In the mid-1970s, a seven-year-old Bill Kirk watched a weeklong "Kona Low" bring 100 inches of rain and non-stop 50 mph winds to Hawaii, nearly destroying his mother's furniture business.
An ensuing lifelong fascination with meteorology led Kirk, along with Jack Grum, to found Weather Trends 360
in 2002. The Bethlehem-based company uses proprietary technology and global data going back 120 years to forecast temperature, rainfall and snowfall anywhere in the world nearly a full year ahead with an impressive accuracy score of 84 percent.
The company serves industry sectors such as agriculture, retail, financial services and manufacturing. Clients include Microsoft, Target, Unilever, J.P. Morgan, Walmart, Coca-Cola and many other giants.
Unlike most weather forecasts, which are short-term and change frequently, Weather Trends delivers a stable, 11-month forecast that enables clients to plan proactively.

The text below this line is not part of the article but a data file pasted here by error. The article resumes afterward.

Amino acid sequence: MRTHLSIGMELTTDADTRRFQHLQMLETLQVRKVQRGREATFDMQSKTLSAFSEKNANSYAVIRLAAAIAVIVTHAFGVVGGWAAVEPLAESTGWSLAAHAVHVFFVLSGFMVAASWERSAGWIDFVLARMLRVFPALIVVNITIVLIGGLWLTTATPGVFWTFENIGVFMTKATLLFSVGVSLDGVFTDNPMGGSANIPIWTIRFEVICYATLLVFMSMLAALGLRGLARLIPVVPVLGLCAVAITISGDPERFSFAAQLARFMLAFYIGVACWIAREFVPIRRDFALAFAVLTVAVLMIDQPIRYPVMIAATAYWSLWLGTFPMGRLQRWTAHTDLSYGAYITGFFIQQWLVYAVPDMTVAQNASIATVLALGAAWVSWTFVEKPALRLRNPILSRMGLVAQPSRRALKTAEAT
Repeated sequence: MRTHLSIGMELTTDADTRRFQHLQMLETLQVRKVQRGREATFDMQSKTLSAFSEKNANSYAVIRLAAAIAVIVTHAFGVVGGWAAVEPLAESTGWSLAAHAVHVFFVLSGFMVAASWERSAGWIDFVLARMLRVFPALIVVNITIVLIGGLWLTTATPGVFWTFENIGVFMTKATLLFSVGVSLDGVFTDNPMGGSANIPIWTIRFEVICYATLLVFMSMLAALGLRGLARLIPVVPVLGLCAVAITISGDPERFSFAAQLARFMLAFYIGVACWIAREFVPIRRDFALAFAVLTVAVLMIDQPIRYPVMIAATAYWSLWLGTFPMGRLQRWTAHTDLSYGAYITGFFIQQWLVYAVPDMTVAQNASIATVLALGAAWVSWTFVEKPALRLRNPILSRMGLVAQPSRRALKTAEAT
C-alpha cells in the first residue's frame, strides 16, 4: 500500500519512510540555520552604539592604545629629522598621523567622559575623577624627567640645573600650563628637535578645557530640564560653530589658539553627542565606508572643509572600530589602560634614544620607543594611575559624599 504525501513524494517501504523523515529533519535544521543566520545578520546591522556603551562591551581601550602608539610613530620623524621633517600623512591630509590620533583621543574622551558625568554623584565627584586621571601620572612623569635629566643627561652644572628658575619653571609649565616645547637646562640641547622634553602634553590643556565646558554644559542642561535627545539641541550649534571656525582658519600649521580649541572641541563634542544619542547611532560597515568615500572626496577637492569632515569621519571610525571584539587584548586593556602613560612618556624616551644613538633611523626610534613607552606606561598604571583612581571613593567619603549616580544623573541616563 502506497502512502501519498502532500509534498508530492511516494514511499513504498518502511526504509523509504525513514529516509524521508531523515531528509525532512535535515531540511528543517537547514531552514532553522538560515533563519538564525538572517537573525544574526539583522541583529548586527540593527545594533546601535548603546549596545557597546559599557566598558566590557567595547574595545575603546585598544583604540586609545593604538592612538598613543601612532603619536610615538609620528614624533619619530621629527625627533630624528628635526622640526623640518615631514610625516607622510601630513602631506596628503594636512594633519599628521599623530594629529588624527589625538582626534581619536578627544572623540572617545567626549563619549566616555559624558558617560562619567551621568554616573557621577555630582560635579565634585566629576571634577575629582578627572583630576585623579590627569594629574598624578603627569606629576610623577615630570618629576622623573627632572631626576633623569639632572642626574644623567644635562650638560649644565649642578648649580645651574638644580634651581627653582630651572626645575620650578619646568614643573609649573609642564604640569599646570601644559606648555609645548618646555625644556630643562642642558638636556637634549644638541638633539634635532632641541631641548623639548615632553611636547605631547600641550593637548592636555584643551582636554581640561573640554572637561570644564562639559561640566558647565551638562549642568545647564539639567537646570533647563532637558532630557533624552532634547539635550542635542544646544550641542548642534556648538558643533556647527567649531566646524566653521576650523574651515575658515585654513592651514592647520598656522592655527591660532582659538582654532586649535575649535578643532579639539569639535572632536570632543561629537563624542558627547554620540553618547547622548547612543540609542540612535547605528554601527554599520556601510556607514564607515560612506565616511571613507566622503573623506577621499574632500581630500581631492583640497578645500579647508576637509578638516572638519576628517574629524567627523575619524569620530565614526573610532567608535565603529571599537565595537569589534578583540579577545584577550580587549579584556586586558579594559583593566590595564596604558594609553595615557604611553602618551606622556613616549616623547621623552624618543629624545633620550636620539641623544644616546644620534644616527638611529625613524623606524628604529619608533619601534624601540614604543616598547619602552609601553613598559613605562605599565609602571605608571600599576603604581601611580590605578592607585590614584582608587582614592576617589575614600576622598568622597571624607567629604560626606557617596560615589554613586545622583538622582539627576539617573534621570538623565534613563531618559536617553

Retailers, for example, "use our year-ahead predictive analytics to better plan inventory levels up to nine to 11 months in advance [and to plan] advertising buys to make sure they time their ads with the right weather," explains Kirk.
Farmers and growers are also inextricably bound to weather. Weather Trends provides actionable information, informing them which seed varieties to use, when to plant, what sort of yield to expect and offering pricing predictions.
"Clients also use the information to better plan short term replenishment strategies, store displays, spot advertising, marketing campaigns, short-term social media advertising optimization and labor scheduling," adds Kirk.
Weather Trends sells its services via a syndicated subscription model tailored to individual customers' planning geographies and categories. The company has also launched on a new service that allows small businesses and farmers to access their forecast for under $300 a year (compared to the $150,000 or more charged to other clients).
Weather Trends nailed the brutal winter last year. Wondering what's ahead
"This year we’re going more conservative and do not think it will be anywhere near as bad as last year," insists Kirk. "But, we are cooler than the very warm NASA and [National Oceanic and Atmospheric Administration] forecasts."
Source: Bill Kirk, Weather Trends 360
Writer: Elise Vider